BreadTalk Group’s proposed acquisition of Food Junction Management will not result in the lessening of competition within the foodcourt market in Singapore, the Competition and Consumer Commission of Singapore (CCCS) has found.

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The competition watchdog said in a statement on Tuesday (Oct 15) that the proposed transaction, which would see BreadTalk’s subsidiary, Topwin Investment Holding, acquire foodcourt operator Food Junction for $80 million will not infringe the Competition Act.

The acquisition news sent their stock up 2.5% (at the time of writing)

BreadTalk operates 14 foodcourts in Singapore and two in Malaysia under the Food Republic and Food Opera brands as at the end of June. CCCS conducted a public consultation and contacted stakeholders such as food vendors and consumers as part of its assessment of the acquisition. Most of these stakeholders had no concerns with the proposed transaction, it said.

In the statement, the commission said that the combined market share post-merger would remain below 20 per cent, which is considerably lower than larger foodcourt operators like NTUC Kopitiam and Koufu.

“The merged entity may instead be able to better compete with the other larger foodcourt operators post-merger,”

The two parties may not be each other’s closest competitor as there is considerable competition with other foodcourt operators as well, CCCS added.Related Story

The commission said that collusion between foodcourt operators is unlikely due to the number of competing operators operating foodcourts with different cost structures, the low degree of transparency on the rental fees charged by landlords which makes it difficult for foodcourt operators to monitor one another’s costs, and the low barriers to entry and expansion.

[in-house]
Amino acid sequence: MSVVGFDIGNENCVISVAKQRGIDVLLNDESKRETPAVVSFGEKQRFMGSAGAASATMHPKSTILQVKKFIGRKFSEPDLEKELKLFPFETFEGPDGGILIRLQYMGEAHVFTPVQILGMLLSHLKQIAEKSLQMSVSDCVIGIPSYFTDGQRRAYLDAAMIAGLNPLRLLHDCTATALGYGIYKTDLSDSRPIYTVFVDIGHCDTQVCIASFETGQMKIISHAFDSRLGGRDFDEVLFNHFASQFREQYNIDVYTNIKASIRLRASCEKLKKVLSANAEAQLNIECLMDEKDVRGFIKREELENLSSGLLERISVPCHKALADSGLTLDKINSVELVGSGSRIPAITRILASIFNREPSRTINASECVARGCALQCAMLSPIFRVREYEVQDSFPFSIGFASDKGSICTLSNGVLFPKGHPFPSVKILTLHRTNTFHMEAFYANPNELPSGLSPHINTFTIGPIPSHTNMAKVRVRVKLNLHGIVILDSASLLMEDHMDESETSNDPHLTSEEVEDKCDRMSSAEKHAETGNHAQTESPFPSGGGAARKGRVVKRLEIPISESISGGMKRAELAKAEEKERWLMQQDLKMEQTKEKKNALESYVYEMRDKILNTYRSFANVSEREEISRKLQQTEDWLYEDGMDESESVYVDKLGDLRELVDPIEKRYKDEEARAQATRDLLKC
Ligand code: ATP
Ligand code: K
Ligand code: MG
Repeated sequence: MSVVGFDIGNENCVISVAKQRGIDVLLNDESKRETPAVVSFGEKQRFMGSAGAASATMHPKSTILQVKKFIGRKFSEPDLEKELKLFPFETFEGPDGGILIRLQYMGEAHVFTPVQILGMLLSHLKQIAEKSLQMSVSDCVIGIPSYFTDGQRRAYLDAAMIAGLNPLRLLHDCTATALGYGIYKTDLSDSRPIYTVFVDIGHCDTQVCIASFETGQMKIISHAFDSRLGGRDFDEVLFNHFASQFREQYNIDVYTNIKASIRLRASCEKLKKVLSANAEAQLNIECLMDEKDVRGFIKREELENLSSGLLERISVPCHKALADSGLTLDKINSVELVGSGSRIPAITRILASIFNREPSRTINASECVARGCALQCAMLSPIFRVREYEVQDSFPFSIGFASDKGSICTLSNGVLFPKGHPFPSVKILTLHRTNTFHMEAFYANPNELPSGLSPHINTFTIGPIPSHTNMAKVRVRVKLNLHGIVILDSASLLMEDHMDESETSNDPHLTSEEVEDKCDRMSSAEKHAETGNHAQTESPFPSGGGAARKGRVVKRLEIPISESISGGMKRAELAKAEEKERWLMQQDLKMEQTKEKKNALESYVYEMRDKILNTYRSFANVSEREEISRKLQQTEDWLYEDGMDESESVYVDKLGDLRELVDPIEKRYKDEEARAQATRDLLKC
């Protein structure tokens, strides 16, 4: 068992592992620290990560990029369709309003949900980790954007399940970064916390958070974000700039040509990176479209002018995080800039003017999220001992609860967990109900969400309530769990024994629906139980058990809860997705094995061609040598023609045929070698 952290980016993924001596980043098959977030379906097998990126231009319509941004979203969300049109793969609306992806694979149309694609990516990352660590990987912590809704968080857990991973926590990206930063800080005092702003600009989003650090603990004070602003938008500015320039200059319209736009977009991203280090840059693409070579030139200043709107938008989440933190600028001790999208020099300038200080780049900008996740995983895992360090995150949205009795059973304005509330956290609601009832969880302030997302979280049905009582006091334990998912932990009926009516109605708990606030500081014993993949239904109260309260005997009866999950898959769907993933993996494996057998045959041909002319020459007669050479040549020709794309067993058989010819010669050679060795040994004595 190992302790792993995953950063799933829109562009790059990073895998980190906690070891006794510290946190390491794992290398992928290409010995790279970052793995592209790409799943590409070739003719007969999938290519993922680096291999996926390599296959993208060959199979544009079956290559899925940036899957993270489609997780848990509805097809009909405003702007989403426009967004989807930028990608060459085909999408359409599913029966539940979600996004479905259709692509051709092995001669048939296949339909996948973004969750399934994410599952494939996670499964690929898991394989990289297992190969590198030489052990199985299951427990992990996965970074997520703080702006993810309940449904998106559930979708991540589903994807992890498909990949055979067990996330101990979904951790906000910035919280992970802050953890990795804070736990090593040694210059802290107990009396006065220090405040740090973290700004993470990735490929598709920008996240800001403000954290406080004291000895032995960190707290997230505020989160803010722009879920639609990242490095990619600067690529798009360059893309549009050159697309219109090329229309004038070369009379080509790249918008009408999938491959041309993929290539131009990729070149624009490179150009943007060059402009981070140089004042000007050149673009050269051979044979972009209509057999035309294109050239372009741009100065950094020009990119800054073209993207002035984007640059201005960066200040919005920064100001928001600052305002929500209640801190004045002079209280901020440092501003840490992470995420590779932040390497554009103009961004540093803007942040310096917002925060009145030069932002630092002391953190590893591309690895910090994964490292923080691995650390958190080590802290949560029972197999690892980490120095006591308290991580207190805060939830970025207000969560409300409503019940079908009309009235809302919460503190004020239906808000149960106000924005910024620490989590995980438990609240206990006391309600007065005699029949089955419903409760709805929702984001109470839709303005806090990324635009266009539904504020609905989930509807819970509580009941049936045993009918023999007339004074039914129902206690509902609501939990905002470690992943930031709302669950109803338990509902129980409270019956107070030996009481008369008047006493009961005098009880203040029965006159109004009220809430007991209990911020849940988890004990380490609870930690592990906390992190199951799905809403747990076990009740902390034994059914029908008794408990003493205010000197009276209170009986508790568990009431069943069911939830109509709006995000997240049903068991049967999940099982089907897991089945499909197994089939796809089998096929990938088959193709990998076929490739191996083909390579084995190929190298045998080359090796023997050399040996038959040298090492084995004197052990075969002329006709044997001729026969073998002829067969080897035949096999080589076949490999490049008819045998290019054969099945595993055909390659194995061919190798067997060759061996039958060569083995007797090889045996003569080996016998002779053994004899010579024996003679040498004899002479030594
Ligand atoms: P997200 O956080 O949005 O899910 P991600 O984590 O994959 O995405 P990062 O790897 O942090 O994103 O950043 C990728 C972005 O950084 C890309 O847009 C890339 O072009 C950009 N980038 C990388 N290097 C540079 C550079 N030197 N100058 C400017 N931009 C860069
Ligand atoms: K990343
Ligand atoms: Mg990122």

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CCCS also found that the two operators only directly sell hot meals in a limited number of stalls located within the foodcourt premises, and they will continue to compete with stalls run by third-party vendors after the proposed transaction.

Food quality and variety offered are also unlikely to be reduced post-transaction as shopping mall operators place emphasis on differentiation of foodcourt concepts.

Mall operators also “retain sufficient control over the prices, quality and choices of food” in the foodcourt premises as they seek higher customer footfall in their malls, CCCS said.

View Source version on The Straits Times

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